To make matters worse, the airline had been informed that the airport was closed to passenger jets prior to takeoff and the company’s executives – Greg Baden, its vice president of operations, and Michael Wuerger, director of flight safety – were the ones manning the aircraft.
The July 23 incident involved a plane flying from Las Vegas to the Fargo, ND, airport, which was closed for the U.S. Navy’s Blue Angels aerobatic jets to practice. The airline says the flight was allowed to take off because dispatchers believed the FAA notice meant the airport was still open for passenger airlines.
Other recent issues included a plane diverting because of a wasp’s nest on a sensor and passengers using emergency exits to climb on a jet’s wing after landing when a fuel leak sent fumes into the cabin.
At the time the FAA announced its increased scrutiny, a spokesperson for Allegiant said that the airline generally has a high number of diversions – although, he didn’t specify a number – because it doesn’t have mechanics in most cities it services.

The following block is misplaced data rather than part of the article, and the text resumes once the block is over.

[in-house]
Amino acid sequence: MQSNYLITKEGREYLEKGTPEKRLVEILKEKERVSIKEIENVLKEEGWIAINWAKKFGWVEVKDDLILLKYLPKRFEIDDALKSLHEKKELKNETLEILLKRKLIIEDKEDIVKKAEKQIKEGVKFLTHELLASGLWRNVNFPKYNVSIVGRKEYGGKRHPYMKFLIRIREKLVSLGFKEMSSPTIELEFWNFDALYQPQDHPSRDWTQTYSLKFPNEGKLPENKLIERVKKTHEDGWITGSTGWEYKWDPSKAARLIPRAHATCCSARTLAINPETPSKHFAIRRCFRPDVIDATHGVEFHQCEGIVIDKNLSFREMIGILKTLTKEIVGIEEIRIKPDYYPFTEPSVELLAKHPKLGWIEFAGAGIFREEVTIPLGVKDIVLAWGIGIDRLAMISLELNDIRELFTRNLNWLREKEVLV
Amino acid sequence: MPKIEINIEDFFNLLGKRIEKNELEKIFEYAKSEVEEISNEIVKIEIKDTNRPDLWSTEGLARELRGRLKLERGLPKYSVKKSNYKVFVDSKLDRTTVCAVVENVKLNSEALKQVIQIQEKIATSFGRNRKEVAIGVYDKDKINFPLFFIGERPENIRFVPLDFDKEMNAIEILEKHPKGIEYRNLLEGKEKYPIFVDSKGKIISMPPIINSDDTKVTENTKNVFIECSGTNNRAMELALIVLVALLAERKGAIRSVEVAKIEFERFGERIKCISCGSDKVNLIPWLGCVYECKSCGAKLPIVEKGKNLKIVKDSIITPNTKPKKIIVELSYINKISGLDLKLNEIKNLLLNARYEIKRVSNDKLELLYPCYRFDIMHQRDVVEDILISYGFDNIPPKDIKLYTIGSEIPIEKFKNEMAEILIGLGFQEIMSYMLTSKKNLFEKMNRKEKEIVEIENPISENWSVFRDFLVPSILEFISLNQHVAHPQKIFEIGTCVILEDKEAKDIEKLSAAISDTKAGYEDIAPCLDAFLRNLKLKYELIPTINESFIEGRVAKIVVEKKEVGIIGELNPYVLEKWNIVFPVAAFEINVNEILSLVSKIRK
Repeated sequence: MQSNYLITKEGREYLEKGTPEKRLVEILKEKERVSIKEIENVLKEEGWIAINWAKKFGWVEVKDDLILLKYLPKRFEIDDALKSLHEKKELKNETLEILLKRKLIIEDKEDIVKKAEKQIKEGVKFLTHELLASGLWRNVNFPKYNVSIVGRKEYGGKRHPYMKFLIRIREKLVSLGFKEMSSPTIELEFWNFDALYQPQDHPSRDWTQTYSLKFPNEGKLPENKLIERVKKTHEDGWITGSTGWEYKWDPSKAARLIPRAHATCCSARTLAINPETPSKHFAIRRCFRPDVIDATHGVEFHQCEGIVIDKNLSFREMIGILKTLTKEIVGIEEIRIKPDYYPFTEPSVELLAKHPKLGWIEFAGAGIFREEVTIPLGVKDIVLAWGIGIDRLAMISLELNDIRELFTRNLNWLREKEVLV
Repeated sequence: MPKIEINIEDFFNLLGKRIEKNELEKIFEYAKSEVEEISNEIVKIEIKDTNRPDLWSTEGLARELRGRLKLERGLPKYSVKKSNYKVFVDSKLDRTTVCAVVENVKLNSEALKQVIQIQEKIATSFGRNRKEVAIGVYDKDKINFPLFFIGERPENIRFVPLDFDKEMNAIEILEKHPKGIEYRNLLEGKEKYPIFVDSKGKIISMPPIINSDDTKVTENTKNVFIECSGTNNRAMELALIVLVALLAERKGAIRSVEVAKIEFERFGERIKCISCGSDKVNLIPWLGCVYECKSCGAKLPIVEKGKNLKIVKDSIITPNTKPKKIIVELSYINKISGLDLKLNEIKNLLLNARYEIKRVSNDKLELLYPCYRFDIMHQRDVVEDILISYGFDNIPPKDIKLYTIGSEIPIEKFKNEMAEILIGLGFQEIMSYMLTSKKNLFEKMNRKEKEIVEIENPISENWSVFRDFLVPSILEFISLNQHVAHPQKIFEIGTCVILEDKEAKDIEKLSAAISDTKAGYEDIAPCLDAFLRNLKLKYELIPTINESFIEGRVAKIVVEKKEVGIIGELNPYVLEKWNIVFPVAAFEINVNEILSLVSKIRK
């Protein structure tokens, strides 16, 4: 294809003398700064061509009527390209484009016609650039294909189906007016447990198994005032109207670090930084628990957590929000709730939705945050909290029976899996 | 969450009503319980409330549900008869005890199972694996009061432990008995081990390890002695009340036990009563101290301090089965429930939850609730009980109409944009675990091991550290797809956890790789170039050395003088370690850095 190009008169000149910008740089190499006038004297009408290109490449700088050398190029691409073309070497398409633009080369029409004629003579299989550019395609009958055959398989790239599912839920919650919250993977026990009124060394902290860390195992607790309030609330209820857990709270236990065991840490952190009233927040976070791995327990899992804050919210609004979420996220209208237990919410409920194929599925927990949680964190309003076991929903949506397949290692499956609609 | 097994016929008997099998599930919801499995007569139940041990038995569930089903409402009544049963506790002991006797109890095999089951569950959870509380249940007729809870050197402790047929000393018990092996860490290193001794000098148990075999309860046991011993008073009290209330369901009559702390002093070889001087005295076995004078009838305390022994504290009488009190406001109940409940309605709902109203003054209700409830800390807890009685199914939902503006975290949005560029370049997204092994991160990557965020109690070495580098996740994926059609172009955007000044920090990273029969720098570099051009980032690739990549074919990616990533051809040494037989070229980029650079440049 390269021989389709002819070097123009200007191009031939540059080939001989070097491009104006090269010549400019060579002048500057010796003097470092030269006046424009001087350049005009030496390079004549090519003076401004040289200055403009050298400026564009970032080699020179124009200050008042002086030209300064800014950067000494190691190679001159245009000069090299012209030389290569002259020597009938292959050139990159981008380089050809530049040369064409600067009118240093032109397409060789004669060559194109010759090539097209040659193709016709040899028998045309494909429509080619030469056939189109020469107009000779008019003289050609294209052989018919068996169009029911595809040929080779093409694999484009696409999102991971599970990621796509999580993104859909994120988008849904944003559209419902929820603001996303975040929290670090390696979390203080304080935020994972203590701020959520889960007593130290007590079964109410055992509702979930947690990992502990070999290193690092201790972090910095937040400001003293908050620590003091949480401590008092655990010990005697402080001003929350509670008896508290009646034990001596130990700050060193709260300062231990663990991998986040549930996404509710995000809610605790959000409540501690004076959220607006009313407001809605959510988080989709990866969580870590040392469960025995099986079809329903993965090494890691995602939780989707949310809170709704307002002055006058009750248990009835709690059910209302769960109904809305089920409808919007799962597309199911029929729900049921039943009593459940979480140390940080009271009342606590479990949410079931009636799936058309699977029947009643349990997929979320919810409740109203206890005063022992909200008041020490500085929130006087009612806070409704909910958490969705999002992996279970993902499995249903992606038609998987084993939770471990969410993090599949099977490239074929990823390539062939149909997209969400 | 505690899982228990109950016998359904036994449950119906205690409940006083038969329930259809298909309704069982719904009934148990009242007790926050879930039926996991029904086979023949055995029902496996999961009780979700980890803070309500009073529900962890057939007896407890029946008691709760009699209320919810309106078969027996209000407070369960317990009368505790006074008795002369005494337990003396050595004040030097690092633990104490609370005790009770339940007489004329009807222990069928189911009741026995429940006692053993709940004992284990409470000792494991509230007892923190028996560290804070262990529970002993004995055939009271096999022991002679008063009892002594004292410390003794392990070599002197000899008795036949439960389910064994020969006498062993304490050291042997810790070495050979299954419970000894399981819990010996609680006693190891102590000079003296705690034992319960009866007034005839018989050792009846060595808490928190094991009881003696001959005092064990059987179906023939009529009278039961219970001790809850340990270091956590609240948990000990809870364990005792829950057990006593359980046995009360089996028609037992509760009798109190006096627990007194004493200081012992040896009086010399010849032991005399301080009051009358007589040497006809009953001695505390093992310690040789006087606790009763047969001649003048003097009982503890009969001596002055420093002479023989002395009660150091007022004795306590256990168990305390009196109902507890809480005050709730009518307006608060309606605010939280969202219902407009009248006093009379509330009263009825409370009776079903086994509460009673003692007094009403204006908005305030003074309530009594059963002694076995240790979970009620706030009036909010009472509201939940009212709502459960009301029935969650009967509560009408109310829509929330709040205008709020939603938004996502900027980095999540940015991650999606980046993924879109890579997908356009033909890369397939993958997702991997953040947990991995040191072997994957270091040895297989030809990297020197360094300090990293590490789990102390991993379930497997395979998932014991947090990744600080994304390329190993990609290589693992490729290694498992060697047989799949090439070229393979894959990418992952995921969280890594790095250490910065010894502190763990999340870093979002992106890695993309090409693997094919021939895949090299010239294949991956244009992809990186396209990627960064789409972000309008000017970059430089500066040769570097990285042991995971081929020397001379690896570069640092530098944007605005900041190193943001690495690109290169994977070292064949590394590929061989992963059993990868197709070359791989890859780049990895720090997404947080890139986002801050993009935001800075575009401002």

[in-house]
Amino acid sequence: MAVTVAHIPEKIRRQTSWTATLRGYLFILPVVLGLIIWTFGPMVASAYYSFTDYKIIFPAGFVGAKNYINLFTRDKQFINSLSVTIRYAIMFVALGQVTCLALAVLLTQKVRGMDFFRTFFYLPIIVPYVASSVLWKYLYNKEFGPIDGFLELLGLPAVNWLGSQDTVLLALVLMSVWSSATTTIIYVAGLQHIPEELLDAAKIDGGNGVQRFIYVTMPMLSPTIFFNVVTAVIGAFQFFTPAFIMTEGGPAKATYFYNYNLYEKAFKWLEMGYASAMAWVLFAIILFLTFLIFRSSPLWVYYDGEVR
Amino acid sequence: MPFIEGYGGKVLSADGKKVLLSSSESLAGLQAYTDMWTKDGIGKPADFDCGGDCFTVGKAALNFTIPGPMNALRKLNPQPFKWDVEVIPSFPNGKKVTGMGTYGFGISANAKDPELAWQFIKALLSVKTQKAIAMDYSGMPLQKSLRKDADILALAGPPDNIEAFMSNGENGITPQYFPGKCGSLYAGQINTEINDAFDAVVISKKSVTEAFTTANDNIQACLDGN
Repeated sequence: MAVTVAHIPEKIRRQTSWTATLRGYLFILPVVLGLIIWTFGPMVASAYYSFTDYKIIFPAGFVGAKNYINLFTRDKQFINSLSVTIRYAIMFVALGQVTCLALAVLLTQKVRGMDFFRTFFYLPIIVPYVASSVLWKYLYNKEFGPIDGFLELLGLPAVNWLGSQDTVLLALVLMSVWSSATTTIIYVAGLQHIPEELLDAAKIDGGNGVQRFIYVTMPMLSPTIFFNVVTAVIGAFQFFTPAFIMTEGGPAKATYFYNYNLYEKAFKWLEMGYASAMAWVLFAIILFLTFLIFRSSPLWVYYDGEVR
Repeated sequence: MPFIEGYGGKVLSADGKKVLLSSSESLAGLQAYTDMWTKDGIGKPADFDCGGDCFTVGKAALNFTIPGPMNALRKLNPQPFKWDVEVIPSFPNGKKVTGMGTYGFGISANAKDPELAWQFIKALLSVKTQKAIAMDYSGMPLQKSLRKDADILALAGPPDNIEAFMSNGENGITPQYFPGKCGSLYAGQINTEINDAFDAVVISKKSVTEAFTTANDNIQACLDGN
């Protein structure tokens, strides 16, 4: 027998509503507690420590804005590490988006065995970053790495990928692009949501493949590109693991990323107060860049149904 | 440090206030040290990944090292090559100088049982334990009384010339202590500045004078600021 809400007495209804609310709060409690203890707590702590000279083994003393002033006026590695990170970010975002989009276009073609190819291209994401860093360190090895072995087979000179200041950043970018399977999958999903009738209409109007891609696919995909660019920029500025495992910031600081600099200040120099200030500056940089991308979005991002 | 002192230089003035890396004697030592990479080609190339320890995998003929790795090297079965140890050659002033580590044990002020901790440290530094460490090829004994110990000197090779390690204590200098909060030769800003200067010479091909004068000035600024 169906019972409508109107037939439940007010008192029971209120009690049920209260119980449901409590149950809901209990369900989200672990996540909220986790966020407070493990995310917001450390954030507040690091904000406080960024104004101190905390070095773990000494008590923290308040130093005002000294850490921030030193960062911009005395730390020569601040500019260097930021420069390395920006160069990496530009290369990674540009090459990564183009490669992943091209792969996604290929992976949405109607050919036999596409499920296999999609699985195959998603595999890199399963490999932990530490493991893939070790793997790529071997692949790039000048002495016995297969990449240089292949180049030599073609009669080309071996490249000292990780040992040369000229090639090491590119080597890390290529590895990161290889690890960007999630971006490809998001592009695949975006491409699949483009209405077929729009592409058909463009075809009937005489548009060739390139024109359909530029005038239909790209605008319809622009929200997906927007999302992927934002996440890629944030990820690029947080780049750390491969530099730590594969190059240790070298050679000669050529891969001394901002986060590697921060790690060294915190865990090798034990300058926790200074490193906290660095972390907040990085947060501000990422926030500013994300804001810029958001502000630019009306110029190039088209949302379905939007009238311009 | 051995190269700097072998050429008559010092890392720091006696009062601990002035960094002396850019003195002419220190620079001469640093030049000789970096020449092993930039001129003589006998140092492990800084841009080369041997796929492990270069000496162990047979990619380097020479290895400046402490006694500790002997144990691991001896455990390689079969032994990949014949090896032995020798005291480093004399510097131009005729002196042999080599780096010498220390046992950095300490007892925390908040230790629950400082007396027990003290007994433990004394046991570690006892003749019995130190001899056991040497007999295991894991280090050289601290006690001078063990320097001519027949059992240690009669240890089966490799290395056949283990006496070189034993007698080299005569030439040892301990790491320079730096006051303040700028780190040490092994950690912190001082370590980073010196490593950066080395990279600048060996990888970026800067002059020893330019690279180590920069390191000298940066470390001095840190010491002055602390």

“That presents a unique challenge when it comes to customer service, but if anything, it’s an example of our focus on safety,” he said.
You’ve probably never heard of Lab126, but you’ve definitely heard of their parent company and their products. They’re a division of Amazon, started in Silicon Valley eleven years ago to create the e-reader that we now know as the Kindle. They also created some projects that haven’t caught on quite as well, like the Fire Phone, and engineers who worked on that projects have reportedly been sent on their way.
The Wall Street Journal reports that “dozens of engineers” have been laid off from Lab126 (A and Z are the 1st and 26th letters of the alphabet… get it?) recently, and they were part of the team behind the doomed Fire Phone. Lab126 is also responsible for other Amazon hardware like the Echo, Kindle and Kindle Fire, and FireTV, and has about 3,000 employees.